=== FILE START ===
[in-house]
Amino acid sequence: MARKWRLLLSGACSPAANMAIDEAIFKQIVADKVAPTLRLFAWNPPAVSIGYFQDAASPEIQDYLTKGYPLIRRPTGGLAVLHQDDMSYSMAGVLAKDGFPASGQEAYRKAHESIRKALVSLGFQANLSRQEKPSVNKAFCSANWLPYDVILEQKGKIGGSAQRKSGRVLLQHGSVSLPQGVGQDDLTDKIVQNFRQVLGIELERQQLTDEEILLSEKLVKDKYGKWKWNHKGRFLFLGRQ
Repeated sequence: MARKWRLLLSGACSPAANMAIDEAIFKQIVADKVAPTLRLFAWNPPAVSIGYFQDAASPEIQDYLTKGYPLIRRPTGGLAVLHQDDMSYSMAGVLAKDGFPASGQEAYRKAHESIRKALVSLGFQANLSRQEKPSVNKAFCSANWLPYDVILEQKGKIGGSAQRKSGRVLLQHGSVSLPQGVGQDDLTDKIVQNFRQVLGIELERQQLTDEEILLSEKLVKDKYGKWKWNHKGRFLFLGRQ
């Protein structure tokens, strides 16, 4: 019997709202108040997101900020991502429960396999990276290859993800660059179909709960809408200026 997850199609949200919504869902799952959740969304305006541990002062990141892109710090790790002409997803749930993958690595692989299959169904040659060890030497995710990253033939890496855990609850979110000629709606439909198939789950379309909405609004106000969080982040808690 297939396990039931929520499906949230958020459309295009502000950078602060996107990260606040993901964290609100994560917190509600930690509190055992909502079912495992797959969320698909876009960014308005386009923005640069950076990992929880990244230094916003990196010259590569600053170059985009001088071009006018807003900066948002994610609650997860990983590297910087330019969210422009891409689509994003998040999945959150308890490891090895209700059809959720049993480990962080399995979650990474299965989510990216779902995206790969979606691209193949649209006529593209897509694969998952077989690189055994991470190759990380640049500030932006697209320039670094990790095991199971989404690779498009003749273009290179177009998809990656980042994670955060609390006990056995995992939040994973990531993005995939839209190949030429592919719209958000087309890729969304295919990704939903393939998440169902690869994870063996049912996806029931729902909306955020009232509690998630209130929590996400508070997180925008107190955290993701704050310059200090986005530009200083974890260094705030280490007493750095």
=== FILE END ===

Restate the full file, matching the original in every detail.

[in-house]
Amino acid sequence: MARKWRLLLSGACSPAANMAIDEAIFKQIVADKVAPTLRLFAWNPPAVSIGYFQDAASPEIQDYLTKGYPLIRRPTGGLAVLHQDDMSYSMAGVLAKDGFPASGQEAYRKAHESIRKALVSLGFQANLSRQEKPSVNKAFCSANWLPYDVILEQKGKIGGSAQRKSGRVLLQHGSVSLPQGVGQDDLTDKIVQNFRQVLGIELERQQLTDEEILLSEKLVKDKYGKWKWNHKGRFLFLGRQ
Repeated sequence: MARKWRLLLSGACSPAANMAIDEAIFKQIVADKVAPTLRLFAWNPPAVSIGYFQDAASPEIQDYLTKGYPLIRRPTGGLAVLHQDDMSYSMAGVLAKDGFPASGQEAYRKAHESIRKALVSLGFQANLSRQEKPSVNKAFCSANWLPYDVILEQKGKIGGSAQRKSGRVLLQHGSVSLPQGVGQDDLTDKIVQNFRQVLGIELERQQLTDEEILLSEKLVKDKYGKWKWNHKGRFLFLGRQ
């Protein structure tokens, strides 16, 4: 019997709202108040997101900020991502429960396999990276290859993800660059179909709960809408200026 997850199609949200919504869902799952959740969304305006541990002062990141892109710090790790002409997803749930993958690595692989299959169904040659060890030497995710990253033939890496855990609850979110000629709606439909198939789950379309909405609004106000969080982040808690 297939396990039931929520499906949230958020459309295009502000950078602060996107990260606040993901964290609100994560917190509600930690509190055992909502079912495992797959969320698909876009960014308005386009923005640069950076990992929880990244230094916003990196010259590569600053170059985009001088071009006018807003900066948002994610609650997860990983590297910087330019969210422009891409689509994003998040999945959150308890490891090895209700059809959720049993480990962080399995979650990474299965989510990216779902995206790969979606691209193949649209006529593209897509694969998952077989690189055994991470190759990380640049500030932006697209320039670094990790095991199971989404690779498009003749273009290179177009998809990656980042994670955060609390006990056995995992939040994973990531993005995939839209190949030429592919719209958000087309890729969304295919990704939903393939998440169902690869994870063996049912996806029931729902909306955020009232509690998630209130929590996400508070997180925008107190955290993701704050310059200090986005530009200083974890260094705030280490007493750095």